Career and technology education programs in area school districts have grown in popularity among students, despite possible scheduling conflicts with required classes.
Almost all area high schools offer career and technology courses in some form, but the programs vary in focus and popularity between districts. Some districts offer classes in nearly all of the career clusters defined by state and federal guidelines, but others have a narrower approach.
The state’s 4×4 requirements caused some students to forgo classes they wanted to take, said Debbie Deck, Longview Independent School District’s career and technology education director. Under the requirements, every student must take four years of math, science, English and social studies. Some career and technology courses can qualify for science credit and state officials are hoping to give credit for other classes, Deck said.
The Longview district changed to an eight-period day partly to provide more flexibility in students’ schedules, she said. The change allows more students to take more electives, most of which are career and technology classes, she said. The district offers 90 courses in 15 of the 16 career clusters.
The career clusters help school districts divide the courses and create a coherent education pathway for students, officials said. The result is similar to a college student’s required coursework for a selected major.
"We have a pretty even balance (between clusters)," Deck said, adding that students are fairly evenly divided.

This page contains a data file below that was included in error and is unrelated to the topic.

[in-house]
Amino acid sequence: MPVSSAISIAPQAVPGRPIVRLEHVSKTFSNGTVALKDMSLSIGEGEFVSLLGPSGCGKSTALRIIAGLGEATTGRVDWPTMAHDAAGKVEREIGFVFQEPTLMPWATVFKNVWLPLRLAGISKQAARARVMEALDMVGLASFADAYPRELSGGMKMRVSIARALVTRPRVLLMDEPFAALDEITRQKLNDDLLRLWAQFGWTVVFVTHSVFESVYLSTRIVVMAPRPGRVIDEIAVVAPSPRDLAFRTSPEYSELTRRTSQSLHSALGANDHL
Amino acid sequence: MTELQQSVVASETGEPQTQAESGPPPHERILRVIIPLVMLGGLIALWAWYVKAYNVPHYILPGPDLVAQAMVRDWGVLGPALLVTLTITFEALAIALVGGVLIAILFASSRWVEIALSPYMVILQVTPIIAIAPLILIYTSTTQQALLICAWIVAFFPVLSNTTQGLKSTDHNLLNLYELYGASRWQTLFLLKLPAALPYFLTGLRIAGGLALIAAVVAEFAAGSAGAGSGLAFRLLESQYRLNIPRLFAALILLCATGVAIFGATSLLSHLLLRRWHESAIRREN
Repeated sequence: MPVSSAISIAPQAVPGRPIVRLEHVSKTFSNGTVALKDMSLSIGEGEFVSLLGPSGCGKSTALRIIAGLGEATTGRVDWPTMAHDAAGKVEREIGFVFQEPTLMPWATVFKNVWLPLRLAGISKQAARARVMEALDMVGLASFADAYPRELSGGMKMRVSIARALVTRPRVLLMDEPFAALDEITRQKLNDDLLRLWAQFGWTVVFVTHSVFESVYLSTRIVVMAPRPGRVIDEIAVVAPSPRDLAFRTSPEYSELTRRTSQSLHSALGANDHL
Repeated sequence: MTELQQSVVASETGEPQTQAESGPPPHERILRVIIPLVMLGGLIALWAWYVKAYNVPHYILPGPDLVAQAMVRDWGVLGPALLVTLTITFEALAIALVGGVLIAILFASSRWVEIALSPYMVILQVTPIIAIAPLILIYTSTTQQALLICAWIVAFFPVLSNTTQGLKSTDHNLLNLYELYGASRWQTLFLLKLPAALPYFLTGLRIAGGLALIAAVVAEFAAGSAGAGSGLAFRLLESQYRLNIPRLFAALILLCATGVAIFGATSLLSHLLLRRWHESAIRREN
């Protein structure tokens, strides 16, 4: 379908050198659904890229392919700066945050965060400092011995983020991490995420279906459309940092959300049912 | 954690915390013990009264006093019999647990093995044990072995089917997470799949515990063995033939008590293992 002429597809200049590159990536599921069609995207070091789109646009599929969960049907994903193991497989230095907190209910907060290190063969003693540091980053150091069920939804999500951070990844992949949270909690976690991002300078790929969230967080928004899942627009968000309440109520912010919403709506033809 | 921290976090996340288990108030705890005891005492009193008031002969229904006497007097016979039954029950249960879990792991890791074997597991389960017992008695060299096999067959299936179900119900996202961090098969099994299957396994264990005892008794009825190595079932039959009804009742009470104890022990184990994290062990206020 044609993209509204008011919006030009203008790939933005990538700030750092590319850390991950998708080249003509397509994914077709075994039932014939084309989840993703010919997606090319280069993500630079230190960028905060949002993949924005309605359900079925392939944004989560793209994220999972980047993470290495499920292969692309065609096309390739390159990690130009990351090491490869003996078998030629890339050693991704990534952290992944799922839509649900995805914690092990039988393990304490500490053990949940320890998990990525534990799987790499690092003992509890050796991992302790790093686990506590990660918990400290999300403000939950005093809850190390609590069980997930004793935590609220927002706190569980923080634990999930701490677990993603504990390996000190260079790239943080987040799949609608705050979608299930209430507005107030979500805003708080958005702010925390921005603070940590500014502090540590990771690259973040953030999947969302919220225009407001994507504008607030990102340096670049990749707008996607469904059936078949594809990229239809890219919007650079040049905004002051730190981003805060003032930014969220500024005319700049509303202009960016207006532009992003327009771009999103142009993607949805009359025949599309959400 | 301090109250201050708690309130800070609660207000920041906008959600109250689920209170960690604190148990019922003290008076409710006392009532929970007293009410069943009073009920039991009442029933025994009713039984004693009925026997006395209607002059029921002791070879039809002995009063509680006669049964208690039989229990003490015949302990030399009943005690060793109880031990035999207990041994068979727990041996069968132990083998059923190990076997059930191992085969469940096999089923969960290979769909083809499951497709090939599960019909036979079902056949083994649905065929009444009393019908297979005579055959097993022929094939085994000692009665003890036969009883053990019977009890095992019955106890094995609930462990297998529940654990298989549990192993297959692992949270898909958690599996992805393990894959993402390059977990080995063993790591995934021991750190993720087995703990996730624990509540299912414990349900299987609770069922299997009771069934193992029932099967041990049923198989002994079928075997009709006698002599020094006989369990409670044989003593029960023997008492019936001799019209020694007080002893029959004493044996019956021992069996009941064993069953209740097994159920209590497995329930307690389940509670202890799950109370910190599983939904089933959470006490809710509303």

Pine Tree’s goals
Pine Tree High School offers students courses that fit into 13 of the 16 career clusters, said Gail Dobbs , career and technology education coordinator. The courses offered depend on the interests of the student body, she said.
Dobbs said the district’s courses involving computers are among the most popular with Pine Tree students. Courses in human services and hospitality and tourism also have a large number of students.
Dobbs said she is working to begin courses in the health science career cluster for the 2010-11 school year. She also hopes to find more dual-credit opportunities for career and technology education students.
"This is a really exciting time," Dobbs said.
ine Tree does not offer any agriculture-related courses, because not many students have shown an interest in it, Dobbs said.
New Diana’s ‘practical experience’
New Diana’s agriculture program attracts the largest portion of district high school students, said Adrian Knight, career and technology education director.
"We have a real strong ag program," Knight said. "Kids just get a lot of practical experience through it."
The district offers about 20 courses in seven career clusters, he said. The district’s business computer information systems course is also popular.
Knight said he is working to develop contacts with East Texas businesses to ensure students are learning skills that are needed. He said he believes it is easier for larger districts to get businesses involved with education.
Hallsville ISD’s ‘growing interest
"In this area, we always have students interested in agriculture science," Kathy Gaw , Hallsville schools’ career and technical education director said.
Hallsville High School students, however, have expressed a growing interest in business and health science courses, she said. The school sends some health science students to Good Shepherd Medical Center in Longview for some classes and Gaw said the school hopes to expand its health science courses in the future.
The high school also has the only automotive technology program in the area that offers high school and college credit through Kilgore College. The college and school announced the collaboration earlier this year.
The college has seen an increase in students involved in career and education courses during the last few years, Kilgore College President Bill Holda said. College officials decided to hire a full-time professor for Hallsville ISD’s automotive technology program and the college has placed a part-time professor in Longview ISD’s manufacturing process technology class.
"We are seeing more students," Holda said.